VIENNA - Steyr-Daimler-Puch will not be split into smaller divisions by its new owner, Magna International Inc.
Key executives at renamed Magna-Steyr Puch will stay, and a former Steyr vice president may join the company.
Magna Chairman Frank Stronach has asked former Steyr vice president Juergen Stockmar to take a senior post at Magna's Canadian headquarters. Stockmar set up Steyr Fahrzeugtechnik, the company's vehicle engineering subsidiary.
'I have talked to Stockmar,' said Stronach. 'I think a lot of him but I don't want him solely in Europe but in our world headquarters in Canada.'
Stockmar left Steyr to become product development chief at General Motors' Adam Opel subsidiary in Germany. He left Opel last summer, but his contract prevents him from working for another auto company until July.
He currently works as a consultant, advising companies outside the auto industry. Stockmar confirmed that he has had discussions with Stronach.
Steyr President Rudolf Streicher will become executive chairman of Steyr and also of Magna Europe.
Rudolf Aita, Steyr vice president for engineering and technology, and Alfred Koch, vice president for finance, will keep their jobs. Koch will be speaker of the board.
'Steyr is a good entity,' said Stronach. 'There is no reason to split it up into smaller parts.'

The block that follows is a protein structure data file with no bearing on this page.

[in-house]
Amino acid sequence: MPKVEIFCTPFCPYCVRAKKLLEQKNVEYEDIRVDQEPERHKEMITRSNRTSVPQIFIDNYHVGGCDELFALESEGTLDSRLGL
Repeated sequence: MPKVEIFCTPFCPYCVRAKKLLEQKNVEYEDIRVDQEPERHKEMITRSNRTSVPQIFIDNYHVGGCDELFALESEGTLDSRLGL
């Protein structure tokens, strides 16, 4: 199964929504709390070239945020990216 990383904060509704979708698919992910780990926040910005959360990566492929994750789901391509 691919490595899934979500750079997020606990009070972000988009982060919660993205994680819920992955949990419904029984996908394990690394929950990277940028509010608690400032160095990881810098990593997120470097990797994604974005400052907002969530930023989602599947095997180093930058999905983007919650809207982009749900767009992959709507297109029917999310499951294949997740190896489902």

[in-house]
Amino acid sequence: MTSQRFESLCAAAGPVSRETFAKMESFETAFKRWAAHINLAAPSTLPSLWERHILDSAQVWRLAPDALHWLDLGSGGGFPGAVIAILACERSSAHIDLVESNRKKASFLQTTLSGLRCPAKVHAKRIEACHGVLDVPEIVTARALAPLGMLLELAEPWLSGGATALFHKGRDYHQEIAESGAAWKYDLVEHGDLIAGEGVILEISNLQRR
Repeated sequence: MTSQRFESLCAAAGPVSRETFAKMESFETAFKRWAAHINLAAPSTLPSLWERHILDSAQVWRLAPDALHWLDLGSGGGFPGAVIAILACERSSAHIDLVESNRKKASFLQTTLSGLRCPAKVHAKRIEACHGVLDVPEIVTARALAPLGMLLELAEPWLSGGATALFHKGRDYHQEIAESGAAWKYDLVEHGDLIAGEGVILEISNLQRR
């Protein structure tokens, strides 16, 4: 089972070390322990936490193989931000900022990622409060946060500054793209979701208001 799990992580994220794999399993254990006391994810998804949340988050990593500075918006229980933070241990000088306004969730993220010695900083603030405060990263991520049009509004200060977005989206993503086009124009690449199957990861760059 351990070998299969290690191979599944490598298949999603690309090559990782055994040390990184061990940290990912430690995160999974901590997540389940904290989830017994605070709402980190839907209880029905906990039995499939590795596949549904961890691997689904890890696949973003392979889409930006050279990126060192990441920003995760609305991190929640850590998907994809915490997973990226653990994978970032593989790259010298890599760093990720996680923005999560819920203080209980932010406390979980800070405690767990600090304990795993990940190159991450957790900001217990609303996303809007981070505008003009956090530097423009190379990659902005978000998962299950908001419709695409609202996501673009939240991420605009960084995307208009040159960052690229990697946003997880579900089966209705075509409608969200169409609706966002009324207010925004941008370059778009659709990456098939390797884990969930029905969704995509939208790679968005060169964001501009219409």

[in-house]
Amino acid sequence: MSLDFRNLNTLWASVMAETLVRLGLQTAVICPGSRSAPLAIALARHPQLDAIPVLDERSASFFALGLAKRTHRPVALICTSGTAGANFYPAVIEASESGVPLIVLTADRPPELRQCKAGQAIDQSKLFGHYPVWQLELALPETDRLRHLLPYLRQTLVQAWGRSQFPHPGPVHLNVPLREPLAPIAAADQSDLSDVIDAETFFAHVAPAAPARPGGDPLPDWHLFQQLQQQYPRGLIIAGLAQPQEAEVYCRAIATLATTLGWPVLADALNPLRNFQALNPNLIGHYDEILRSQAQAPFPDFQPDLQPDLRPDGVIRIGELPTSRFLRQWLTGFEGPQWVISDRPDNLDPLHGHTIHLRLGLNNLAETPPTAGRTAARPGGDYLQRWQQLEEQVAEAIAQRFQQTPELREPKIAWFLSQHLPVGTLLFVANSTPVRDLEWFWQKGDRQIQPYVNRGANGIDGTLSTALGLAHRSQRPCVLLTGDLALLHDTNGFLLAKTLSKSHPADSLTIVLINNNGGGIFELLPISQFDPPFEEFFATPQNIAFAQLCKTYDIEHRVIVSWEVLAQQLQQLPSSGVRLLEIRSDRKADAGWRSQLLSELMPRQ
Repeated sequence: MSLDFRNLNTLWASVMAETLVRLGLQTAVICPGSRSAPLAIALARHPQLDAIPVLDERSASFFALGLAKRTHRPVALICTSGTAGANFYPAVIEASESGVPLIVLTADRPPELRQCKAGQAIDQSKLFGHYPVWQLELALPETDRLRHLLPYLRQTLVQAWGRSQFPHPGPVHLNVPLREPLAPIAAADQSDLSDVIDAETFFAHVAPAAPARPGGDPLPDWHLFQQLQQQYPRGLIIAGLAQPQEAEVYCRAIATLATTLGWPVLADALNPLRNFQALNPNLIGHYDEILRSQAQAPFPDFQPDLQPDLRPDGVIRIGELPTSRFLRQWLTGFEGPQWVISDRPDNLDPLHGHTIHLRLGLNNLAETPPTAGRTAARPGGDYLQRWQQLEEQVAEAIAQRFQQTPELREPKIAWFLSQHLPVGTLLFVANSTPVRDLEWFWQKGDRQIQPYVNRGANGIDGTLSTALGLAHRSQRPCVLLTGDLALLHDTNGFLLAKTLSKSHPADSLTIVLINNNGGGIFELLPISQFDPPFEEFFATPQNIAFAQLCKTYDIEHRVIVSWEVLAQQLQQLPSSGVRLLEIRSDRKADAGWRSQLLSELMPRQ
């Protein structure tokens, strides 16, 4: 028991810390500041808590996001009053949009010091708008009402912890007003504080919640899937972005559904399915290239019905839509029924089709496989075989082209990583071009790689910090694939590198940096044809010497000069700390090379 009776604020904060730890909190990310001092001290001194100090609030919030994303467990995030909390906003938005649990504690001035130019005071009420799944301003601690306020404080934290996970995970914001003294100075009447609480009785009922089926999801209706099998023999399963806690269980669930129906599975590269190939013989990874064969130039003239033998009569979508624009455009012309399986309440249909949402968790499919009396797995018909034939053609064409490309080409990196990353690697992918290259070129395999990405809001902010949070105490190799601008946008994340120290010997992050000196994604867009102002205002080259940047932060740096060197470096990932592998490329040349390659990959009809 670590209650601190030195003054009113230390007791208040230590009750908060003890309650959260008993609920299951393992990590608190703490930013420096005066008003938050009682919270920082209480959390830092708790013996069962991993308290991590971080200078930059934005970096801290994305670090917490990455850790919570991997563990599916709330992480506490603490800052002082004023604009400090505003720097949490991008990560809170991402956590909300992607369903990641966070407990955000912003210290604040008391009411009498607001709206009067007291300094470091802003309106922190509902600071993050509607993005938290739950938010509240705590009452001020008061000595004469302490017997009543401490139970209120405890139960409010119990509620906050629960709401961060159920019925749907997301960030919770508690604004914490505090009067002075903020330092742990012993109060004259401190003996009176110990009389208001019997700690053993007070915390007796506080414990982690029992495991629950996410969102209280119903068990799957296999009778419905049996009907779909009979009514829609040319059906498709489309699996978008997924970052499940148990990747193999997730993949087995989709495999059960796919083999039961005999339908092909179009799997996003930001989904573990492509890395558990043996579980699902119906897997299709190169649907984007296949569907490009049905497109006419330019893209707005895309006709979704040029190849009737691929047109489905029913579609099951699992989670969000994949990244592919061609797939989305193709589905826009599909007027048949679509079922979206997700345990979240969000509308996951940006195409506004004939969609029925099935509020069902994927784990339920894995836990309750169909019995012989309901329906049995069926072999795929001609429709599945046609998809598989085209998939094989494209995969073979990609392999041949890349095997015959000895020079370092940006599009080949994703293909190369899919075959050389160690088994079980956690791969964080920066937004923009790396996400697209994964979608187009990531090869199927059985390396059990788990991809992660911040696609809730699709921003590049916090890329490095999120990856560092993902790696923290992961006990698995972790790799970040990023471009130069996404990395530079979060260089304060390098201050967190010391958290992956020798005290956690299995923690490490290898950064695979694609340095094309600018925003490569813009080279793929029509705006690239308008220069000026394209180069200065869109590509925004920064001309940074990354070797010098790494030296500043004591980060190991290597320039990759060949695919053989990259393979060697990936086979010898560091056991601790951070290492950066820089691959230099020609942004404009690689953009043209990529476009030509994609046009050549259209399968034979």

Steyr-Daimler-Puch's pre-tax profits in the first half of 1997 rose 56 percent to Sch67 million ($13 million). In 1996 the company made its first profit for six years.
Under Streicher, the company sold off loss-making subsidiaries that made tractors, bearings and other products.
The price Magna paid for its 66.8 percent stake in Steyr to Creditanstalt Bank has not been disclosed.
But company insiders said it was close to Sch4 billion ($313 million). Stronach said Magna paid out of its cash reserves.
The EU competition minister has yet to approve the deal.
Streicher said he was not surprised at the bank's decision to sell its Steyr shares. 'The new owner will take a much greater interest in the group than a bank does.'
Thomas Winkler, Magna Europe vice president for special projects, said the two companies 'are a perfect fit.'
Steyr owns 50 percent of the Eurostar joint venture that produces Chrysler's Voyager minivan in Graz, Austria.
Steyr designs transmissions for all Fiat's four-wheel-drive cars, and builds some of them too.
'We will never build cars of our own brand,' said Stronach. 'But with Steyr we are able to supply fully-built cars and trucks to our customers, especially niche products, like the Mercedes E-class all-wheel drive.'
Steyr's armored vehicle plant in Vienna will not be sold.
'Armaments are not my beer,' said Stronach, 'but that plant can build any special vehicle from heavy truck to tracked vehicles, to small batches of specialist cars. We have to find a solution that allows people there to keep their jobs.'
Stronach will meet Austrian union leaders, who are worried that the takeover will mean job losses.
'We do not destroy jobs, we create new ones,' said Stronach. 'I come from an Austrian working-class family, I have worked and starved and I know the feelings of workers. When Steyr is taken into the Magna group we will employ 18,000 people in east and west Europe.'